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HDR Photography Made Easy
Posted By Andrew On May 27, 2011 @ 12:24 PM In Digital Photography | Comments Disabled
HDR photography aims at mimicking the human eye. It strikes the balance between light and dark areas to give an evenly exposed photograph that has greater depth. However, you can produce HDR images without the help of third party software like Photomatix – and good quality HDR photos at that. HDR photography is synonymous with overly-saturated photos with large halos. This effect is caused by method that is commonly used in HDR photography called ‘tonemapping’. You can avoid this with the use of High Dynamic Range and with full manual control. Here is how…
1. Start off with choosing a location and taking as many pictures as possible in different exposures. This way, different elements in the frame are exposed correctly in at least one picture. HDR photography relies on the theorem of merging different images. Download these pictures into your computer and edit them on Adobe Camera Raw. Edit them first, like straightening or cropping. Next, decide upon what element you’re going to focus upon in each image. For example: If you have an image with the ocean, choose amongst the many elements, say the foreground first.
2. With each image, you need to finish a rough editing of the elements in the picture. Once you’re done with the editing, duplicate all of the images into a single document. The next task is to erase portions of each image, so that all the remaining parts blend and create a HDR image. Once you start with the editing, you’ll have an idea of how the final image would look like. Go through each layer and keep improving upon the quality. Try some non-destructive editing so as to avoid any unnaturalness.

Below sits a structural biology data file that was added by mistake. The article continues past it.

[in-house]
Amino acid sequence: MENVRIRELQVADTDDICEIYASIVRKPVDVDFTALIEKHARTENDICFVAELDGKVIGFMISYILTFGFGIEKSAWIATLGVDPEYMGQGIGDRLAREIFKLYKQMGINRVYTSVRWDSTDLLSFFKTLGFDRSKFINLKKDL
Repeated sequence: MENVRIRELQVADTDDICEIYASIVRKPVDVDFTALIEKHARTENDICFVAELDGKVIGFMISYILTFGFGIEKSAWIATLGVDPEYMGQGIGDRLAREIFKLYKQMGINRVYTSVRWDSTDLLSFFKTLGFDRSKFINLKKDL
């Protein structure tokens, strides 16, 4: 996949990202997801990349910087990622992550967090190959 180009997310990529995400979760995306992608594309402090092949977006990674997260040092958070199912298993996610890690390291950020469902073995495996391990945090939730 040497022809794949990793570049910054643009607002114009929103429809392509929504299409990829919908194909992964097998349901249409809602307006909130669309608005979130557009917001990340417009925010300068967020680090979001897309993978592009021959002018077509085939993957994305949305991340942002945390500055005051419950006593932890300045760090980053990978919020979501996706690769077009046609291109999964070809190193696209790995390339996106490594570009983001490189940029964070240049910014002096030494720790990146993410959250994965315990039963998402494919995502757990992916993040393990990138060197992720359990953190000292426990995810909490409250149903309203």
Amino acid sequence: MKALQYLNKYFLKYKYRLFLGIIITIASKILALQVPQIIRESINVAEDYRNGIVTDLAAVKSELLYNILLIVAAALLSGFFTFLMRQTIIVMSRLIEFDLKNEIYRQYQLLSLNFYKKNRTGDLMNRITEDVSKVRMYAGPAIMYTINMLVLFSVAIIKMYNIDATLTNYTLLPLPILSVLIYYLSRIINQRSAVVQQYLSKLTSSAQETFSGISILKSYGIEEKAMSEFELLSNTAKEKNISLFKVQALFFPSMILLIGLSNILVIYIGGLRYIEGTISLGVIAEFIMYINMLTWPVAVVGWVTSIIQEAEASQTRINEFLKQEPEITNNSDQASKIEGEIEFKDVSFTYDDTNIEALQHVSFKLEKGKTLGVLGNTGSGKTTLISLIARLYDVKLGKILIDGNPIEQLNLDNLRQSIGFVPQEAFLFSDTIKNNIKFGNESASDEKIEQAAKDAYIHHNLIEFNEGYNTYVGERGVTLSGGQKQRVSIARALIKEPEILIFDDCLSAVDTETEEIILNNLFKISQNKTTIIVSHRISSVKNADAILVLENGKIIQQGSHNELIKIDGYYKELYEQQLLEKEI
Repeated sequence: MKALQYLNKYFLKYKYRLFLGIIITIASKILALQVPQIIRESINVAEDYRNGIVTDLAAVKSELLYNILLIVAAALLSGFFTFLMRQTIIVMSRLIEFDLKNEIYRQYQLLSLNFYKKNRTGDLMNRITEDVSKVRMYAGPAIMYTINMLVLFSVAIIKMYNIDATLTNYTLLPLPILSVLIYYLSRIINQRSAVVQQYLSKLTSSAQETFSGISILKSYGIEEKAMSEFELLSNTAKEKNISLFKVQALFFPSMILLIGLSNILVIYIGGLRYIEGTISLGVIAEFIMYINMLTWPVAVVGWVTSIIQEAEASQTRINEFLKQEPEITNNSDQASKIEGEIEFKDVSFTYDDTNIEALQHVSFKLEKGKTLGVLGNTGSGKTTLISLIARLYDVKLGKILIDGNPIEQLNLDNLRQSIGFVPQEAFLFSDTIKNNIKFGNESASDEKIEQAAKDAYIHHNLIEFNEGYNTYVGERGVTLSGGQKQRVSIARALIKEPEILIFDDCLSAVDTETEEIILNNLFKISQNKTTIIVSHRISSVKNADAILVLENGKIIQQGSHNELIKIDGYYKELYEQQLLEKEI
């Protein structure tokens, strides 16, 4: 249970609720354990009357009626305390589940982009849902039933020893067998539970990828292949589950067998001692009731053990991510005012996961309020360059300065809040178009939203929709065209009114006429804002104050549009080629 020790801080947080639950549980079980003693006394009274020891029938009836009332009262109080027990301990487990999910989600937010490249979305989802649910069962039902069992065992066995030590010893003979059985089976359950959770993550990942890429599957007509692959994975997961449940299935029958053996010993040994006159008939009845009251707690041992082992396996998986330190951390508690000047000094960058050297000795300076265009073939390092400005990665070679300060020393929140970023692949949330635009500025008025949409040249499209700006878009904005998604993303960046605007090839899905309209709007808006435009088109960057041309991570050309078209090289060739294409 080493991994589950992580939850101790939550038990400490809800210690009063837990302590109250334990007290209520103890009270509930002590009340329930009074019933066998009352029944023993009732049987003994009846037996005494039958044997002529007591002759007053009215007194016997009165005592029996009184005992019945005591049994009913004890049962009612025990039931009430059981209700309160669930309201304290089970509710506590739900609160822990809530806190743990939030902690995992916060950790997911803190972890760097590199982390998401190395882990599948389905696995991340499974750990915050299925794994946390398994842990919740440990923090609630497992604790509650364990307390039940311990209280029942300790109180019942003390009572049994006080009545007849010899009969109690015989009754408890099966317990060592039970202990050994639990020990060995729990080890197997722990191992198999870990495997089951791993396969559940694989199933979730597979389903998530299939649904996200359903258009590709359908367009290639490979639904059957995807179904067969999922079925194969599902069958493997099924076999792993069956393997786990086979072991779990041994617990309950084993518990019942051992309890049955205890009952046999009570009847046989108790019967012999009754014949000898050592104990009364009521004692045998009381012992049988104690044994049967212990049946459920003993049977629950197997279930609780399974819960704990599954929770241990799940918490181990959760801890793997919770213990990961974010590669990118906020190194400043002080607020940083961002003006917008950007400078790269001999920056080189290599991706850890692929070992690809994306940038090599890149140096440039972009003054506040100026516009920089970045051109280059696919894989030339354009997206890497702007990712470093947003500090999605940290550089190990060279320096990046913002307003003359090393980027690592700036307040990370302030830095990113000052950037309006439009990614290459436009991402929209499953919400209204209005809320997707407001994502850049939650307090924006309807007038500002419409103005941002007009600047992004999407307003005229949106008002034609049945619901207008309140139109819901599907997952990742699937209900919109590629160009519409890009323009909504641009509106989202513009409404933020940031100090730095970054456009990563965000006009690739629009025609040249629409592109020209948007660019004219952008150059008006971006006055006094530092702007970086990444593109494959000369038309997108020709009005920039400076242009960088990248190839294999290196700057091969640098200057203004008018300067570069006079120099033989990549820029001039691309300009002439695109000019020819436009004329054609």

3. If you’re satisfied with the image, go ahead and save the file as a PSD document. Using such a technique is a great starting point for landscape photographers, introducing many useful points such as merging multiple images into one via layers, layer masks and brushing things in and out. Next, merge all the layers in your document to one layer and save it as a JPG file. Once you’re done with the saving, open Adobe Bridge and open the .JPG file that you saved. Press Ctrl +R to re-edit.
Go ahead and open the edited file back up in Photoshop. Make all the last minute changes that you want to and lastly, save the image. Undoubtedly, this is the easiest way to make HDR pictures. Your initial attempts need not satisfy you, but as you keep trying, results shall bear fruit.
Best of luck.
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